Sunday, 11 January 2009
He came to visit us at the hotel and we had a magical afternoon sitting by the lake, chatting and catching up on all the news.
Of course this has nothing to do with anything really - just me, reminiscing...
We were told that the girls would be unlikely to come out of the coop for some days and that when they did, they might not be able to walk very far or even able to stand for long periods of time. We were lucky. And I guess that by comparison to many others, so were our girls. Clearly they were not in top show condition and had pale faces, combs and what feathers they did have were in pretty tatty condition. They were indeed terrified but they came out of the coop almost immediately. And within about an hour, were already starting to scratch and peck at the grass. (The picture above shows them on their first afternoon with us).
My husband had made a tiny little run for them as we were also told that they would be terrified of wide open spaces and so a small run to start with was 'a good idea'. We soon realised that our girls were made of much stronger stuff and within a couple of days had moved them to an interim run - our old tennis court! And within two weeks, when they were pretty settled and had established their pecking order (not a pretty sight!), we started to give them more and more access to our entire garden.
We had also been told that we should not expect too much from them with regard to egg production. After all, they had had the stuffing beaten out of them every day and would be pretty much 'spent' as far as egg production was concerned. Not our girls! We usually run at 90 - 100% production which means that there is a surplus of eggs. I believe that this is because they are given free range (unless we are away from the house when they are locked in their run) access to fresh grass, lots of good food, plenty of fresh air, clean bedding and water every day, and Mother (me) gives them a cooked meal every day of vegetable peelings and rice/pasta.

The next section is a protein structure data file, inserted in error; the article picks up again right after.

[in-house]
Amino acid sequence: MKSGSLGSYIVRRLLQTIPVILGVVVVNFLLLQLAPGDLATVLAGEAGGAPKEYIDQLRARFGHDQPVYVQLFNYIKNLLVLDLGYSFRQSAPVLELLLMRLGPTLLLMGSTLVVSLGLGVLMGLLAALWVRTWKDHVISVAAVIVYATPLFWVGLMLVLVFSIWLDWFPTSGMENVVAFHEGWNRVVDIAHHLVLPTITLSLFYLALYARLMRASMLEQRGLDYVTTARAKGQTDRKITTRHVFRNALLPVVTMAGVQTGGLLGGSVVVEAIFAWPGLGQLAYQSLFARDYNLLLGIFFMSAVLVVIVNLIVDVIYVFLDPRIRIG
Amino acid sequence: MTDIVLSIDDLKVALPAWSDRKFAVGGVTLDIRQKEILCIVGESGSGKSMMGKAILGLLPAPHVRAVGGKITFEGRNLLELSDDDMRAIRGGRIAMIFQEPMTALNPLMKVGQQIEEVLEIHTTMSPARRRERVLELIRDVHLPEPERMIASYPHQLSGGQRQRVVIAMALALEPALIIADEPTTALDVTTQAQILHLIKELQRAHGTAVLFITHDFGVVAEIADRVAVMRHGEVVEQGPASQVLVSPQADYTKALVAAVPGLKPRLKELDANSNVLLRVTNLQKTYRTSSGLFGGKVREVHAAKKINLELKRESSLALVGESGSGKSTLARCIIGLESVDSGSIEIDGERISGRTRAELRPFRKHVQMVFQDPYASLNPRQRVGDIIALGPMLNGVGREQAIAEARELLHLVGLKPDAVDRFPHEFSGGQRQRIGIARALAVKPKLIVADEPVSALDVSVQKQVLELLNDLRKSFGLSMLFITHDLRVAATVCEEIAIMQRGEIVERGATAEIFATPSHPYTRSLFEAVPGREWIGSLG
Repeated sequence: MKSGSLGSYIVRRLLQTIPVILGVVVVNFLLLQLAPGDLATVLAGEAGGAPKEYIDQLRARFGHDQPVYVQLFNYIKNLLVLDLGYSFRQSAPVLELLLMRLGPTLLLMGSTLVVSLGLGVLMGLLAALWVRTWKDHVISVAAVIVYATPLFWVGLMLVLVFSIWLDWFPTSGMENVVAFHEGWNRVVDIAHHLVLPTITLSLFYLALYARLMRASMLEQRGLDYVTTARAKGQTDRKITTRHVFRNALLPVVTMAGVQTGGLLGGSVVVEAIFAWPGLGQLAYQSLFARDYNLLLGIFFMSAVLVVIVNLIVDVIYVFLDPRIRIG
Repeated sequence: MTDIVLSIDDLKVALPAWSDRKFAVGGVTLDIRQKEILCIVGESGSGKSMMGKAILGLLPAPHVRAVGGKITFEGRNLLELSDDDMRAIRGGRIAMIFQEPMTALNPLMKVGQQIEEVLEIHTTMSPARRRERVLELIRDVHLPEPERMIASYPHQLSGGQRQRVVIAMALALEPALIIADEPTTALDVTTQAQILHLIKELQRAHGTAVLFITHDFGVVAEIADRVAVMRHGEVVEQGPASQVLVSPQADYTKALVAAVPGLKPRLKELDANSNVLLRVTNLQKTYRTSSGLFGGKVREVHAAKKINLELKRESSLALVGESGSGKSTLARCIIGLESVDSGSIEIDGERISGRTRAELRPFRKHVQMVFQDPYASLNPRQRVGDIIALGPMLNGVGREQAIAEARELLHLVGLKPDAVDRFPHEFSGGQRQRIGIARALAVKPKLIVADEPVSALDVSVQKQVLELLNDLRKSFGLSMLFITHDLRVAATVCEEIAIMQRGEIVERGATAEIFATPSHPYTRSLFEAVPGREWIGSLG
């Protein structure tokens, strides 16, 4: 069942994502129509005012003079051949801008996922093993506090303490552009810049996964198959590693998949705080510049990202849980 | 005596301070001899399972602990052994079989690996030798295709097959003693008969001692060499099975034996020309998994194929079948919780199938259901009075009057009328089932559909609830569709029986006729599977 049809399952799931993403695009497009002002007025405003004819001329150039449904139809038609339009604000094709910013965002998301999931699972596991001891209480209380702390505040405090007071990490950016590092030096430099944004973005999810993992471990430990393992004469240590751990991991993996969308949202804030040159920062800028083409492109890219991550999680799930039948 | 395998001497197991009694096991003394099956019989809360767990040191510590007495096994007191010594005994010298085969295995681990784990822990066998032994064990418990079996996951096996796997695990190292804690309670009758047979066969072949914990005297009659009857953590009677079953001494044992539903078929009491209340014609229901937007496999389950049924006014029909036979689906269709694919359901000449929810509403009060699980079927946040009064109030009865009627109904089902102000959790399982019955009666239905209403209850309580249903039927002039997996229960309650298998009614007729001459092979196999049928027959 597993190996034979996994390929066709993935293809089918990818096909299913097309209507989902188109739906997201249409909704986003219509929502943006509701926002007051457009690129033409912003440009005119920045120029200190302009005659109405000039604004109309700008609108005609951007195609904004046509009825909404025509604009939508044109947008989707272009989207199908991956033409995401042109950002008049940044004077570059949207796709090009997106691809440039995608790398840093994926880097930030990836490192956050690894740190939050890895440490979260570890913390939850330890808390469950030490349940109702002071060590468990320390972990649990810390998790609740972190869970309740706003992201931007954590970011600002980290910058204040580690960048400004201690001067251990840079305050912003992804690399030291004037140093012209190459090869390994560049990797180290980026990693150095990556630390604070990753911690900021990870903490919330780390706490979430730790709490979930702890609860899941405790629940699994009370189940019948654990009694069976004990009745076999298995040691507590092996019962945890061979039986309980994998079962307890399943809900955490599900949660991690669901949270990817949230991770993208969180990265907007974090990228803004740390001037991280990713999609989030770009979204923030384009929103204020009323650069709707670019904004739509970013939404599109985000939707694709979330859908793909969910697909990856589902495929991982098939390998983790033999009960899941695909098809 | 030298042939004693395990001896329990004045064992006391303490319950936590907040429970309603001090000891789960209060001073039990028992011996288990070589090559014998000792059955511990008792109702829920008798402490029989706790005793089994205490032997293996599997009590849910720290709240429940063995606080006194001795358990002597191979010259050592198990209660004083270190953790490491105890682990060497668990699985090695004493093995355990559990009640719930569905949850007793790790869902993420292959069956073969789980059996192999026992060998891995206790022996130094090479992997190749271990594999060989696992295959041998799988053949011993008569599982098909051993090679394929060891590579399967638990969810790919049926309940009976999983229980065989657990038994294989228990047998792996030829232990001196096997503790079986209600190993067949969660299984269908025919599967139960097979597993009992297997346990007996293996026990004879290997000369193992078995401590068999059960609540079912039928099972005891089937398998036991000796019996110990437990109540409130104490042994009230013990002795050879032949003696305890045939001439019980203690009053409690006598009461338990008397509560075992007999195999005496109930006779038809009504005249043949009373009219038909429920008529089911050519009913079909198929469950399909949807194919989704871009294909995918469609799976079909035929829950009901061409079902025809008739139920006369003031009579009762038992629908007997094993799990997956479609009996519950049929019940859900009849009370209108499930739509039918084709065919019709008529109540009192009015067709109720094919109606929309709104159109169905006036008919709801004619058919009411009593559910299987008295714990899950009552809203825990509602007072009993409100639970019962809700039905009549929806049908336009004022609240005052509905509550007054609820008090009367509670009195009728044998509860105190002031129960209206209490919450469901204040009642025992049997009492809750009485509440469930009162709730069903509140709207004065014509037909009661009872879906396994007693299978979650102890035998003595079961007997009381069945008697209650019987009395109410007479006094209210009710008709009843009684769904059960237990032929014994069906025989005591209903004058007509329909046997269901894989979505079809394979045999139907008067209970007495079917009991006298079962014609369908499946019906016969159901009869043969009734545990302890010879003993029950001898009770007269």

Their eggs are delicious and are highly sought after by locals who buy from us. So much for being 'spent'. I wish I could explain to you the sheer joy and delight these little creatures give me - simply knowing that they have had some sunshine on their backs is reward enough. Bless them.
Here is their new home and run which we built especially for them. It is warm and secure with shade from the apple trees and the fencing is strong and dug deep into the ground as well - designed to keep Mr and Mrs Foxy out. You can see some of them here on their 'moving in day' having inspected their new 'palais de poulets' for the first time - the palais is a converted child's play ranch and is perfect for them. Standing room inside for humans and warm, airy and secure for the girls!
In case you're wondering, yes, they do have their own names and personalities to match. I was warned before getting them that they would enchant and captivate me. So I warn you too if you're thinking about it...
Saturday, 10 January 2009
Our local farm shop has the new season organic Seville oranges in stock and I am going to make the first batch of my favourite marmalade. I use my Granny's recipe - very simple and although it looks like it's a bit of a hassle, in fact it is really easy. One of the things that I particularly like about the recipe is that it is spread over 3 or 4 days and so I can do a bit now and then...
- Seville oranges
- Sugar (you can use sugar with added pectin if you like a firmer set)
Day 1: Weigh, wash and cut into 1/4's then slice thinly, removing all blemishes and pips (save the pips, wrap in muslin). Soak the fruit and muslin wrapped pips in water overnight.
Day 2: Bring the water with the fruit in it to boil and simmer until the fruit is very soft. Leave overnight.
Day 3: Add sugar, bring to the boil very gently. Dissolve sugar completely. Once dissolved, boil rapidly until set is reached. Bottle in warm, sterile jars. Cool completely and seal the next day with wax discs.
And it is a great base recipe for other citrus fruits - I use it for my grapefruit, lemon and lime marmalades too.